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(Note: Click thumbnails to enlarge pictures)

starter3.jpg (48794 bytes)    starter4.jpg (47159 bytes)    starter5.jpg (44906 bytes)


The 429 CJ/SCJ Starter (C9AF-11001-A) had a solenoid mounted on it with a heatshield as shown above. Installed view shown below.

StarterHeatShield.jpg (32667 bytes)

This photo shows a closeup of the solenoid heat shield used on the 429 CJ/SCJ starter. The close proximity of the starter to the exhaust manifold made this shield necessary to protect the solenoid from premature failure.

StarterPartNum.jpg (31080 bytes)

This is a closeup of an original 429 CJ/SCJ Mustang starter with the C9AF-11001-A part number visible on the housing.

StarterPartNum1.jpg (30217 bytes)

Here is a close-up of the correct starter nose piece (drive end) with the C9AF part number and the '70 casting date.

StarterBearing.jpg (15246 bytes)

This is the needle bearing/cage assembly used in the C9AF aluminum starter nose housing.


BatteryGroup27F.jpg (43874 bytes)    batteryinstalled.jpg (84526 bytes)    batterytray.jpg (19931 bytes)    Batteryholddown.jpg (9168 bytes)    Batterybracket.jpg (27843 bytes) 


For 1971, Ford offered both a Group 24 and a 27 battery, but the 429 Mustang/Cougar used only the 27F. A correct Autolite Group 27F Battery is shown above, as well as an installed view. The battery tray, hold down, and fender bracket are also shown above. For those wishing to buy the Autolite 24F Battery cover that fits over the top of a standard battery, here are the dimensions of the battery you will need and the post hole locations for the cover to fit;

batteryshield51.jpg (51737 bytes)    batteryshield53.jpg (34858 bytes)    batteryshield52.jpg (57464 bytes)    Battery27F8.jpg (26609 bytes)

Battery Shield

According to the Ford MPC, Ford used a battery shield on cars with air conditioning or high performance engines (Boss 351 and 429 CJ/SCJ). The purpose of the shield was to deflect engine compartment heat away from the battery and help provide cooling. In addition, the shield has a curved edge on the front that acted as an air scoop. There was a hole in the radiator support which allowed air to pass through and enter this scoop on the shield allowing air to circulate around the battery (the shield had stand-offs to keep a constant air gap around the battery to allow the air to circulate). The part number for this shield (now obsolete) is D0OZ-10A682-A (service #D0OB). Original battery shields are extremely rare today and are highly prized detailing items.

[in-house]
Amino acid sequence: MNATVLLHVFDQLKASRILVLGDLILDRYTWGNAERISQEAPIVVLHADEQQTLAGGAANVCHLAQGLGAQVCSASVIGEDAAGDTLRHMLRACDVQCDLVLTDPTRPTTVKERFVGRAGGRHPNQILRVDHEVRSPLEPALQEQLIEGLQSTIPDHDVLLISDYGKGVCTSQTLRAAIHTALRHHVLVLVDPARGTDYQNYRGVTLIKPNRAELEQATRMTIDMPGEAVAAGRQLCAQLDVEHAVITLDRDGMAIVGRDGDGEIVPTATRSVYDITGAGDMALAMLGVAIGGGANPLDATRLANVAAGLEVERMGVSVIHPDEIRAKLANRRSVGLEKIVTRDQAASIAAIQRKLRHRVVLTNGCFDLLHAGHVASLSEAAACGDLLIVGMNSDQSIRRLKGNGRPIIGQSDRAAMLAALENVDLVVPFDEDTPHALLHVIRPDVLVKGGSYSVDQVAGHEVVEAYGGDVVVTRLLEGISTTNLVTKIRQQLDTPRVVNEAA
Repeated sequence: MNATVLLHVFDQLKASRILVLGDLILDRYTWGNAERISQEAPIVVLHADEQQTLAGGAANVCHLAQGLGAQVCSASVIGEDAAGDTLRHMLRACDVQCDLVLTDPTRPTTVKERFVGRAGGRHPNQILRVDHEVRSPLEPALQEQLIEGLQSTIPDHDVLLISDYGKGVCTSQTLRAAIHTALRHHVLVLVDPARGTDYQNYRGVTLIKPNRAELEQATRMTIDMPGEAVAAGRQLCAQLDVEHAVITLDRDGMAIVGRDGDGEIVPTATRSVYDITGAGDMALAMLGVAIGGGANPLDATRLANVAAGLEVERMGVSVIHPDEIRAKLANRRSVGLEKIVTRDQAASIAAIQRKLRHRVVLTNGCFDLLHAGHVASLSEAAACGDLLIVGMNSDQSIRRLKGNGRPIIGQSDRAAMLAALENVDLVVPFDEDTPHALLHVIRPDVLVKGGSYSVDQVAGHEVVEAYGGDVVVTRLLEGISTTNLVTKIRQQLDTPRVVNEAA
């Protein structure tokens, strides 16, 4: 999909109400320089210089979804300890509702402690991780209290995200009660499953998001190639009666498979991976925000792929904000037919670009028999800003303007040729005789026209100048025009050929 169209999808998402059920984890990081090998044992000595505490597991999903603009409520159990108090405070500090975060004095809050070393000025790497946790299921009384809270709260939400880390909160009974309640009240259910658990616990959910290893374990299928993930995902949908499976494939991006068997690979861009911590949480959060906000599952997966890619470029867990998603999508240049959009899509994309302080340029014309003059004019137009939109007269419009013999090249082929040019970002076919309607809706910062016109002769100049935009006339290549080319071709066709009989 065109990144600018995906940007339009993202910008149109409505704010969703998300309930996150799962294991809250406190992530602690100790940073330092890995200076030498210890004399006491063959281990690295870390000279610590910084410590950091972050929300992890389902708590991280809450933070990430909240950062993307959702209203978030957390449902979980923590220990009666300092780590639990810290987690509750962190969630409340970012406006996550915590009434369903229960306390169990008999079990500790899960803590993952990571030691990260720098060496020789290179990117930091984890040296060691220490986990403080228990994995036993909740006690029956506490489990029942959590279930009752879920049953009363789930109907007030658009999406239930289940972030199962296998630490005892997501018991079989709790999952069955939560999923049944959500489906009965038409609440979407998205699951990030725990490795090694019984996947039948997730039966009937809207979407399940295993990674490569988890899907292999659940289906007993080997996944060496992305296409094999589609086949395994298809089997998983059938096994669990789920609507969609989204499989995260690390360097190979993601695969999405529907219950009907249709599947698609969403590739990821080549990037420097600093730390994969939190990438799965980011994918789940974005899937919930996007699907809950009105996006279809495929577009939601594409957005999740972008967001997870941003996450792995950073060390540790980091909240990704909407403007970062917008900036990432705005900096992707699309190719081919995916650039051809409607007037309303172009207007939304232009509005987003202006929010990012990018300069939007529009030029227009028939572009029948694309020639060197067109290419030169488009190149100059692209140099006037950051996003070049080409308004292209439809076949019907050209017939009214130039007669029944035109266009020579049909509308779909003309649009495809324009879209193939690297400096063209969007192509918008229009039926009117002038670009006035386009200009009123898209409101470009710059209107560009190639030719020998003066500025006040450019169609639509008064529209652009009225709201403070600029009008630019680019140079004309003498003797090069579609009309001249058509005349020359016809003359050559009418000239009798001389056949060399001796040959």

poscable1.jpg (43639 bytes)    batterycablepositive.jpg (80175 bytes)    batterycablesM.jpg (32558 bytes)    BatteryCableNegative.jpg (35625 bytes)

Battery Cables

The correct  positive battery cable is part number D0OZ-14300-A and the negative cable is part number D0ZF-14301-A. The accompanying photos show the routing. The eyelet on the negative cable is a ground and attaches under the lower attachment bolt of the voltage regulator. If you have an original positive cable, take good care of it. An NOS one recently went for $500 on eBay. Below is the reproduction set for the 71 429 Mustang sold by Marti Autowerks.


Repro Ground Cable Below



solenoid2.jpg (27098 bytes)
    solenoidinstalled2.jpg (58771 bytes)               


These photos show the C7AF-A solenoid used on the 71 Mustang/Cougar and  installed views with associated wiring. The Junction Block is shown below.

junctionblock.jpg (13231 bytes)

BatteryCapSpillProof.jpg (65665 bytes)

Spillproof Battery Caps for the Autolite Battery were available over the counter and were often used on race cars. These are quite rare today.

AutoliteHPBattery1.jpg (19580 bytes)    AutoliteHP2.jpg (24530 bytes)

This is the Autolite High Performance Battery. These were available over the counter.

Robert Myhrer's 429 SCJ Mach 1